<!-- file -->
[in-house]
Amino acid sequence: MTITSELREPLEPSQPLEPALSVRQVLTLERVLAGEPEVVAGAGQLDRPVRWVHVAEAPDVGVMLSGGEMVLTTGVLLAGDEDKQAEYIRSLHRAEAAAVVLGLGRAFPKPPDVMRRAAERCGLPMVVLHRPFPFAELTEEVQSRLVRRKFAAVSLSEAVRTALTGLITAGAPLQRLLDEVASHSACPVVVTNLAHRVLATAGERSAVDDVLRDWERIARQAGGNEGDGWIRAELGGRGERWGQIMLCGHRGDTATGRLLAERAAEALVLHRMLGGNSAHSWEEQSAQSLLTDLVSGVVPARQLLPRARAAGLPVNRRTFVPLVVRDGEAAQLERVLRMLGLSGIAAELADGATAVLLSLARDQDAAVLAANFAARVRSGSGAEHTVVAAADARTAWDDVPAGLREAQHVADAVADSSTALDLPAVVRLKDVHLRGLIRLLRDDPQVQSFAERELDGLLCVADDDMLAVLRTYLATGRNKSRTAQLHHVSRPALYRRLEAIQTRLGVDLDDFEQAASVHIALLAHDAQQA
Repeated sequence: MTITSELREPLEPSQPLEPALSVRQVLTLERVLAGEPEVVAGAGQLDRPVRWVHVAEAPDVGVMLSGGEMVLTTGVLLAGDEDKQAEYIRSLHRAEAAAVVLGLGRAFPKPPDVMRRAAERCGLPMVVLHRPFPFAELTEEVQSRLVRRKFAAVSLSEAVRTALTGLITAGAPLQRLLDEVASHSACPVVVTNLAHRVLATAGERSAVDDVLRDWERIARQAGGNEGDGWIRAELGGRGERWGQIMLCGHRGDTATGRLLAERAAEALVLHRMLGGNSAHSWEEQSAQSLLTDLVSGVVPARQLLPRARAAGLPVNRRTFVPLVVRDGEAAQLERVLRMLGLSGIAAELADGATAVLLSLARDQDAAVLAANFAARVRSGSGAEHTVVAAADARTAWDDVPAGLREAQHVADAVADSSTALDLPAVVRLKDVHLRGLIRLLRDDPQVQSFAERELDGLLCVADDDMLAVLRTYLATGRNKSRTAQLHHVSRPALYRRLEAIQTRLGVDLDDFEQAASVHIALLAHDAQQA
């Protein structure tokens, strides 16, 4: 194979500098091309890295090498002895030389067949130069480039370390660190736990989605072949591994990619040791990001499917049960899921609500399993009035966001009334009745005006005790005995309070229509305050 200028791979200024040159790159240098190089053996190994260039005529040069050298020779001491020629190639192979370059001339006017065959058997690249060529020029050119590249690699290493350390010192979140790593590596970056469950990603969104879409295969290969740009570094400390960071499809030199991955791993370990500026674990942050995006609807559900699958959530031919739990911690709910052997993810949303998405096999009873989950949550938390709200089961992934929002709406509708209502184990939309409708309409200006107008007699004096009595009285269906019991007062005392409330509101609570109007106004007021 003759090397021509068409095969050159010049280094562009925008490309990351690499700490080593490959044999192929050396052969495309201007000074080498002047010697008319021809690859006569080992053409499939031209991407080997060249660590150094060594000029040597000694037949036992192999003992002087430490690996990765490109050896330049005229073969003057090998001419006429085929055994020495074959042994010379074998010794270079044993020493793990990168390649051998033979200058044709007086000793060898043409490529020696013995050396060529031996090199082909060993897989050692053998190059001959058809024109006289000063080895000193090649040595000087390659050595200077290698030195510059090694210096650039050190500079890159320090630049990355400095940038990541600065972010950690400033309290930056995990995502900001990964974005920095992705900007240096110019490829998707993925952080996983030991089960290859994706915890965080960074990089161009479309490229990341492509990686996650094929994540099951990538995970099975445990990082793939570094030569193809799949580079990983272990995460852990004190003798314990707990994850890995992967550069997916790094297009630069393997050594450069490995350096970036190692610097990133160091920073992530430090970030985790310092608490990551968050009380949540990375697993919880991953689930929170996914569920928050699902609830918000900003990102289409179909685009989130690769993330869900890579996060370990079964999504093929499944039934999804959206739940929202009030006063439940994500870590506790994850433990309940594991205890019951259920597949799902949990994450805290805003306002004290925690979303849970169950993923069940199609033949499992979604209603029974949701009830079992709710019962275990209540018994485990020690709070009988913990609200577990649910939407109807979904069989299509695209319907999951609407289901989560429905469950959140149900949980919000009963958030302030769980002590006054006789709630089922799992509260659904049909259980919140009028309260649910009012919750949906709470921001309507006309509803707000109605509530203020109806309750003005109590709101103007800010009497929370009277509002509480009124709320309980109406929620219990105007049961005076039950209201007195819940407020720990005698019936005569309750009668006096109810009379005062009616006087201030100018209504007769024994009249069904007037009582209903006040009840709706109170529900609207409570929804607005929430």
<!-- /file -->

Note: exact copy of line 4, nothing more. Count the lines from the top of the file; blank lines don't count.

């Protein structure tokens, strides 16, 4: 194979500098091309890295090498002895030389067949130069480039370390660190736990989605072949591994990619040791990001499917049960899921609500399993009035966001009334009745005006005790005995309070229509305050 200028791979200024040159790159240098190089053996190994260039005529040069050298020779001491020629190639192979370059001339006017065959058997690249060529020029050119590249690699290493350390010192979140790593590596970056469950990603969104879409295969290969740009570094400390960071499809030199991955791993370990500026674990942050995006609807559900699958959530031919739990911690709910052997993810949303998405096999009873989950949550938390709200089961992934929002709406509708209502184990939309409708309409200006107008007699004096009595009285269906019991007062005392409330509101609570109007106004007021 003759090397021509068409095969050159010049280094562009925008490309990351690499700490080593490959044999192929050396052969495309201007000074080498002047010697008319021809690859006569080992053409499939031209991407080997060249660590150094060594000029040597000694037949036992192999003992002087430490690996990765490109050896330049005229073969003057090998001419006429085929055994020495074959042994010379074998010794270079044993020493793990990168390649051998033979200058044709007086000793060898043409490529020696013995050396060529031996090199082909060993897989050692053998190059001959058809024109006289000063080895000193090649040595000087390659050595200077290698030195510059090694210096650039050190500079890159320090630049990355400095940038990541600065972010950690400033309290930056995990995502900001990964974005920095992705900007240096110019490829998707993925952080996983030991089960290859994706915890965080960074990089161009479309490229990341492509990686996650094929994540099951990538995970099975445990990082793939570094030569193809799949580079990983272990995460852990004190003798314990707990994850890995992967550069997916790094297009630069393997050594450069490995350096970036190692610097990133160091920073992530430090970030985790310092608490990551968050009380949540990375697993919880991953689930929170996914569920928050699902609830918000900003990102289409179909685009989130690769993330869900890579996060370990079964999504093929499944039934999804959206739940929202009030006063439940994500870590506790994850433990309940594991205890019951259920597949799902949990994450805290805003306002004290925690979303849970169950993923069940199609033949499992979604209603029974949701009830079992709710019962275990209540018994485990020690709070009988913990609200577990649910939407109807979904069989299509695209319907999951609407289901989560429905469950959140149900949980919000009963958030302030769980002590006054006789709630089922799992509260659904049909259980919140009028309260649910009012919750949906709470921001309507006309509803707000109605509530203020109806309750003005109590709101103007800010009497929370009277509002509480009124709320309980109406929620219990105007049961005076039950209201007195819940407020720990005698019936005569309750009668006096109810009379005062009616006087201030100018209504007769024994009249069904007037009582209903006040009840709706109170529900609207409570929804607005929430």